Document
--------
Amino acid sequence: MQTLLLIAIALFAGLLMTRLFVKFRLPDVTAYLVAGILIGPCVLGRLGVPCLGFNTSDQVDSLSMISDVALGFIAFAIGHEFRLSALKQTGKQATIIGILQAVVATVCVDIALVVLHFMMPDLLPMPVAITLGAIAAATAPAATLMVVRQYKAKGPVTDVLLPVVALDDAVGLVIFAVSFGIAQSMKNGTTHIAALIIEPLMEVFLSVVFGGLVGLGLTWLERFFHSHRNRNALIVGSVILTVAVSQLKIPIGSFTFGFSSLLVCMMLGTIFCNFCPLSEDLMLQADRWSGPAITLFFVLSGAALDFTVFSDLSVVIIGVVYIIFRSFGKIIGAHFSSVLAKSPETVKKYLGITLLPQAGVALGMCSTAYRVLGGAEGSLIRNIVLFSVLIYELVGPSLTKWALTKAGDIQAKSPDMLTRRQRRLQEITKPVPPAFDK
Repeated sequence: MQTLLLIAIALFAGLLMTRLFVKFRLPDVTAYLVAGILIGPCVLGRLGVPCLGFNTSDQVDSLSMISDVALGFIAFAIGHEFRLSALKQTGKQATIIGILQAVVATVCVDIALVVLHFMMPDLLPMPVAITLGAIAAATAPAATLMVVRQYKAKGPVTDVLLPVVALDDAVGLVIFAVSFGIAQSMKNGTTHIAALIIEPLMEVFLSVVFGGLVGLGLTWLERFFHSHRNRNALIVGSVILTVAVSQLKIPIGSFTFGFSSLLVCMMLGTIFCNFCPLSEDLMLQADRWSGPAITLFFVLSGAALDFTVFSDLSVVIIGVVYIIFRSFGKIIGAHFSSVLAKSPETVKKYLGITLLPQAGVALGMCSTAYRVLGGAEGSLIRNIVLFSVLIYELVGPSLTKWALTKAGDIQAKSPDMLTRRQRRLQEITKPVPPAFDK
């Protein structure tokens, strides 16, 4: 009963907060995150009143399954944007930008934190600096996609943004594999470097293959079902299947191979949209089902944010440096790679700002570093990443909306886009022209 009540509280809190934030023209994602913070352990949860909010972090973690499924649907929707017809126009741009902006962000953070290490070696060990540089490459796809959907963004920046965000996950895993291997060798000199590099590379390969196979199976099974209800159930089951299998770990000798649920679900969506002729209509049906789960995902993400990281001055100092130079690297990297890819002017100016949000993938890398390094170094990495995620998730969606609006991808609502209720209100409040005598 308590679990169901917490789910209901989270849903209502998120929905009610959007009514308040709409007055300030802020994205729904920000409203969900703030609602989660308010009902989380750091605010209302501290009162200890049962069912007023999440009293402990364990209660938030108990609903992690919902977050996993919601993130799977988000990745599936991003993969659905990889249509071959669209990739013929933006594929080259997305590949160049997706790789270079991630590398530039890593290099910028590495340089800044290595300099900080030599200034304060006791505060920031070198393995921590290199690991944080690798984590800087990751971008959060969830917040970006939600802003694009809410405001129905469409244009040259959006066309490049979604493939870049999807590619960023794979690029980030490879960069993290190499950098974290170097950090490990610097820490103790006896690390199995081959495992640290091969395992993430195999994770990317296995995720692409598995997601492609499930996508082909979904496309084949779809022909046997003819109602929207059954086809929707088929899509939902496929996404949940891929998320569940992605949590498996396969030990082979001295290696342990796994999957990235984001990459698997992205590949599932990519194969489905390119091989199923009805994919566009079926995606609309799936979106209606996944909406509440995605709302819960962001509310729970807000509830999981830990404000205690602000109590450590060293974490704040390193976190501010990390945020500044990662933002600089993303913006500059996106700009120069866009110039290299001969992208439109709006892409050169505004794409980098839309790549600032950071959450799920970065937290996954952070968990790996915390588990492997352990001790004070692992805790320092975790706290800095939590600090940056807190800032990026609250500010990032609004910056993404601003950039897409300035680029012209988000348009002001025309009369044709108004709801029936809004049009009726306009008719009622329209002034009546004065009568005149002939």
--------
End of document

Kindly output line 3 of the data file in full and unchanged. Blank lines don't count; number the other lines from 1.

């Protein structure tokens, strides 16, 4: 009963907060995150009143399954944007930008934190600096996609943004594999470097293959079902299947191979949209089902944010440096790679700002570093990443909306886009022209 009540509280809190934030023209994602913070352990949860909010972090973690499924649907929707017809126009741009902006962000953070290490070696060990540089490459796809959907963004920046965000996950895993291997060798000199590099590379390969196979199976099974209800159930089951299998770990000798649920679900969506002729209509049906789960995902993400990281001055100092130079690297990297890819002017100016949000993938890398390094170094990495995620998730969606609006991808609502209720209100409040005598 308590679990169901917490789910209901989270849903209502998120929905009610959007009514308040709409007055300030802020994205729904920000409203969900703030609602989660308010009902989380750091605010209302501290009162200890049962069912007023999440009293402990364990209660938030108990609903992690919902977050996993919601993130799977988000990745599936991003993969659905990889249509071959669209990739013929933006594929080259997305590949160049997706790789270079991630590398530039890593290099910028590495340089800044290595300099900080030599200034304060006791505060920031070198393995921590290199690991944080690798984590800087990751971008959060969830917040970006939600802003694009809410405001129905469409244009040259959006066309490049979604493939870049999807590619960023794979690029980030490879960069993290190499950098974290170097950090490990610097820490103790006896690390199995081959495992640290091969395992993430195999994770990317296995995720692409598995997601492609499930996508082909979904496309084949779809022909046997003819109602929207059954086809929707088929899509939902496929996404949940891929998320569940992605949590498996396969030990082979001295290696342990796994999957990235984001990459698997992205590949599932990519194969489905390119091989199923009805994919566009079926995606609309799936979106209606996944909406509440995605709302819960962001509310729970807000509830999981830990404000205690602000109590450590060293974490704040390193976190501010990390945020500044990662933002600089993303913006500059996106700009120069866009110039290299001969992208439109709006892409050169505004794409980098839309790549600032950071959450799920970065937290996954952070968990790996915390588990492997352990001790004070692992805790320092975790706290800095939590600090940056807190800032990026609250500010990032609004910056993404601003950039897409300035680029012209988000348009002001025309009369044709108004709801029936809004049009009726306009008719009622329209002034009546004065009568005149002939």